Dear Guests of IDOTG:
The series beginning today is a revised version of a thread comment by Brother Ron Shea, originally appearing in Evangelism with the Jehovah’s Witnesses at my Door. The series opens with the initial installment:
What Turned Hodges to this Profound (Deconstructionist) Error?
I have often speculated on how or why a man of Zane Hodges’s character fell to such corrupt theology.
At some time in our lives, we have ALL been in a heated argument where the other person was as “wrong as rain,” that if 10,000 people had heard the entire exchange, they would have agreed with you. And yet, your “friend” (or whomever) argued until he was blue in the face with a vigor that was undeniable, and it was clear he had chosen to believe a lie to exonerate himself. His logic may have been idiotic, but he believed it.
No one will ever know what turned Hodges to this profound (deconstructionist) error on the gospel. Is there any way to confirm such things? Could it have been an experience such as the following scenario?
Zane had been involved in a dialogue about the gospel with someone he loved. By the time that person died, he or she had assented only to the fact that Jesus offered eternal life, but had either rejected His divinity, His atoning death, or His resurrection.It was not necessary that they rejected all three. Zane was a smart man, and would not be able to advance any kind of an argument that would eliminate one of those facts from the embodiment of saving faith from the others. (The elimination of one without the others would seem arbitrary).
The pain of his friend being in Hell was more than he could bare, and his mind began to tinker with ways to rationalize they were with the Lord. And this gave birth to the reductionist gospel known as the “Crossless” or “Promise-Only” gospel.
Is this how it happened? We will not know until we pass to the other side.
Although the free-grace movement pre-dated Zane (John Nelson Darby, C.H. MacIntosh, Harry Ironside, Lewis Sperry Chaffer), and co-dated Zane (Ray Stanford, Dick Seymour, et al.), few could deny that Zane would, today, be the elder statesmen of the free grace movement had it not been for his final departure from the historic Christian Gospel as the only message of salvation. Almost everyone in the contemporary free grace movement had been influenced by Zane’s cogent treatment of “problem” verses and books. I scheduled all of my seminary classes around my determination to take electives under Zane on Hebrews, 1st John, and James. I will never regret it. And I’m sure I am not alone in my debt to Zane.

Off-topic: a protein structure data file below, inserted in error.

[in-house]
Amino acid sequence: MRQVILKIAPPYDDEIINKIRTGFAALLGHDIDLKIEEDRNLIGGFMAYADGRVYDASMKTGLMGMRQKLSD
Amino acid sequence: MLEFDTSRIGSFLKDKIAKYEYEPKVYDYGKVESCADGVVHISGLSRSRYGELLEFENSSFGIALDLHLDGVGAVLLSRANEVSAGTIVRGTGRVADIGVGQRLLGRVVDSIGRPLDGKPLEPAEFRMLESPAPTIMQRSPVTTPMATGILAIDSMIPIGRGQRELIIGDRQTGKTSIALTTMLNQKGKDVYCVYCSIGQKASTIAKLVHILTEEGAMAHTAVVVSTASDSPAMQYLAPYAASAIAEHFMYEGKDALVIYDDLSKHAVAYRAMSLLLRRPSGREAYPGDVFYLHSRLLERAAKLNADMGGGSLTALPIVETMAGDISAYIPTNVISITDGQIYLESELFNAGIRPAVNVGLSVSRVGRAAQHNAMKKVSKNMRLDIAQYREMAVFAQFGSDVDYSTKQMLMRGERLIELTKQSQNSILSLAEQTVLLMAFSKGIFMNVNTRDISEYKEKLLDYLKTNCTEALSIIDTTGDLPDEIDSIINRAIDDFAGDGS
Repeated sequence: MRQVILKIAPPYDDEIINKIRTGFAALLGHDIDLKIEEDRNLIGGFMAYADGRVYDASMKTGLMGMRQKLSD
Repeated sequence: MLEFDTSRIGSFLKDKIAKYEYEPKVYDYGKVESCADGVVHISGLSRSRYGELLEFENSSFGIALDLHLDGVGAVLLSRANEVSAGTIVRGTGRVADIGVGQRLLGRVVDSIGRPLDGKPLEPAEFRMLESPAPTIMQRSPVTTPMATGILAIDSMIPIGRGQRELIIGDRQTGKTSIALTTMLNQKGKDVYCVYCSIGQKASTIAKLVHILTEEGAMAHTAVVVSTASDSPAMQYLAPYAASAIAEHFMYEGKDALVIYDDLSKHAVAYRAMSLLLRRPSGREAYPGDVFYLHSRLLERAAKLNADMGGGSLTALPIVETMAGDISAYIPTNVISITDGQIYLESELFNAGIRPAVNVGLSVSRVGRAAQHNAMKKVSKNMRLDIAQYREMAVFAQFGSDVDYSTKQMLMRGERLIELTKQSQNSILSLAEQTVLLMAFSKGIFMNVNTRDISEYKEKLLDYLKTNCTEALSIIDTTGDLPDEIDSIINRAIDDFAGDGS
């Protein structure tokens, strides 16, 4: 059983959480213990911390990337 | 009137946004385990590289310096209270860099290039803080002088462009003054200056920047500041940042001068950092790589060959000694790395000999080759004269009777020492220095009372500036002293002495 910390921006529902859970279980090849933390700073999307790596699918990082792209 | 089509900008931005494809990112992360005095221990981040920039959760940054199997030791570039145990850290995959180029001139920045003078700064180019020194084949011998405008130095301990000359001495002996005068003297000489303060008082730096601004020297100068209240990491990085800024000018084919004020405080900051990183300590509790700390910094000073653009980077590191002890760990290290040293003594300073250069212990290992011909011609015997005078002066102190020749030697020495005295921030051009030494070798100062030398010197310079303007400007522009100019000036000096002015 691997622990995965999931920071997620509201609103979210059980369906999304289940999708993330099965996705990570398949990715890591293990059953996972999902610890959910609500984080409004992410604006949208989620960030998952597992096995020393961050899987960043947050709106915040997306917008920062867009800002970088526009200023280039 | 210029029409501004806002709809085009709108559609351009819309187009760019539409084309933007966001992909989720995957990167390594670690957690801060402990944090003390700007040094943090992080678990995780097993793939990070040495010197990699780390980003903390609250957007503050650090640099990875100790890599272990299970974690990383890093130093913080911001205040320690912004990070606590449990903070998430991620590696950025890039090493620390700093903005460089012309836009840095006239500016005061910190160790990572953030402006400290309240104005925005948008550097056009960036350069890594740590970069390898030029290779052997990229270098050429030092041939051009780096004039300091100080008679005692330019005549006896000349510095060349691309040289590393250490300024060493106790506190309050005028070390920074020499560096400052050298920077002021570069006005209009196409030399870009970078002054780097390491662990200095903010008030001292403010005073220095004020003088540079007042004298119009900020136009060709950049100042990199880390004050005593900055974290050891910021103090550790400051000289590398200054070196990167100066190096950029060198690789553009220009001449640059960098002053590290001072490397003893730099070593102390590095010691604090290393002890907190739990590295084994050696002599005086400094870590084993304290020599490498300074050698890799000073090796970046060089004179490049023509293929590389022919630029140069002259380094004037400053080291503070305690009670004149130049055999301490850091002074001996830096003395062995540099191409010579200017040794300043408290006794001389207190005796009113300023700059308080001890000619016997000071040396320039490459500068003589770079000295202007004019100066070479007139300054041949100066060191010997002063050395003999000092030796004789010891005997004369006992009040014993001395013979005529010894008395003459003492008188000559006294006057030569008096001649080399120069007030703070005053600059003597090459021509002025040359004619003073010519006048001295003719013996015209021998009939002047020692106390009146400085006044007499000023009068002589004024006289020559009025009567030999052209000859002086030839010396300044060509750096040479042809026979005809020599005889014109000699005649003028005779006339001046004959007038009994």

So it was all the more that those of us who read some of Zane’s later writings, and his attempts to defend these novel theological positions . . . those of us who weighed Zane’s arguments objectively stood by and watch in disbelief. Zane’s arguments were plainly below the intellect and careful weighing of the facts that we had come to expect of him.
For Zane, we can only speculate. But as for his followers, the answer is far simpler.
In the Gospel of John, there were “secret service believers” who were unwilling to confess Him publicly, because they loved the praise of men more than the praise of God. I have noticed that those who have embraced the Crossless gospel were not theologians and Christians punctuating the evangelical landscape, who read the work of some unknown theologian (Zane) on the web or in print, and found the arguments compelling.
NO! The “inner circle” consisted of those men (and women) who had been embraced by Zane as a friend, and/or fellow theologian. They had an emotional stake in Zane’s friendship. Or more importantly, because Zane was a respected theologian of the first order, they had a vested emotional stake in Zane’s validation of them as theologians. To a man, people like Bob Wilkin and John Niemela somehow “saw the logic” of all of Zane Hodges’s defections.
Hodges’s position on repentance is illogical, and lexically and theologically indefensible. In Bob Wilkin’s own doctoral thesis, he had a section reviewing the existing works on the subject. In his remarks about one book, his comments incorporated a rather terse humor.
“So and so writes largely from her own emotional experience, and devotes little effort to a serious exegesis of the text.” (I read his doctoral thesis twenty years ago, so please indulge any inaccuracies in my attempt to quote the line from memory.)I could not help but think, after reading Zane’s later discussions on repentance, that Bob’s words in his doctoral thesis described Zane’s articles to a ‘T’. Yet somehow, Zane’s inner circle, including Bob, “saw the light” of Zane’s new position.
Brother Ron Shea’s series will be continued with The “Deconstructionist” Gospel: Its No Coincidence